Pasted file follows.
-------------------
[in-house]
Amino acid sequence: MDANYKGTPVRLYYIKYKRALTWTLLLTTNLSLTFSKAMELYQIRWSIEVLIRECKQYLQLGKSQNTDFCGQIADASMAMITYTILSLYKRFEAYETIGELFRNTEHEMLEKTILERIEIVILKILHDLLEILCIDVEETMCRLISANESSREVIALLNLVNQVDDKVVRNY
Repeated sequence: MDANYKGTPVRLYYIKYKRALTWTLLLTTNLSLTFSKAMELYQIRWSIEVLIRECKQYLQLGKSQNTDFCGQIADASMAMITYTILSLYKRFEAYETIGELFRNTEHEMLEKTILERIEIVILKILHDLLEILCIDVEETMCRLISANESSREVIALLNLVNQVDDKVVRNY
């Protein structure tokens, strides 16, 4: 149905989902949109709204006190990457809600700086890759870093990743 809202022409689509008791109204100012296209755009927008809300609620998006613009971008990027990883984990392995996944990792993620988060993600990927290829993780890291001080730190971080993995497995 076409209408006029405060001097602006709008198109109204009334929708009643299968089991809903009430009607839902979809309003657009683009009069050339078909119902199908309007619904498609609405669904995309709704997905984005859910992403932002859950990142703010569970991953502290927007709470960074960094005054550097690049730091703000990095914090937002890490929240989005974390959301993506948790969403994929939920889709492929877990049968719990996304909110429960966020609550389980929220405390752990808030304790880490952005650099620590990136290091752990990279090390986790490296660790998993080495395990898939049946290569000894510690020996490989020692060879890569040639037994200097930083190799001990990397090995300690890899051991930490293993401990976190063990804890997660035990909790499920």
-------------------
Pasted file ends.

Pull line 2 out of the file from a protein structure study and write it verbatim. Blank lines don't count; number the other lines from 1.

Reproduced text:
Amino acid sequence: MDANYKGTPVRLYYIKYKRALTWTLLLTTNLSLTFSKAMELYQIRWSIEVLIRECKQYLQLGKSQNTDFCGQIADASMAMITYTILSLYKRFEAYETIGELFRNTEHEMLEKTILERIEIVILKILHDLLEILCIDVEETMCRLISANESSREVIALLNLVNQVDDKVVRNY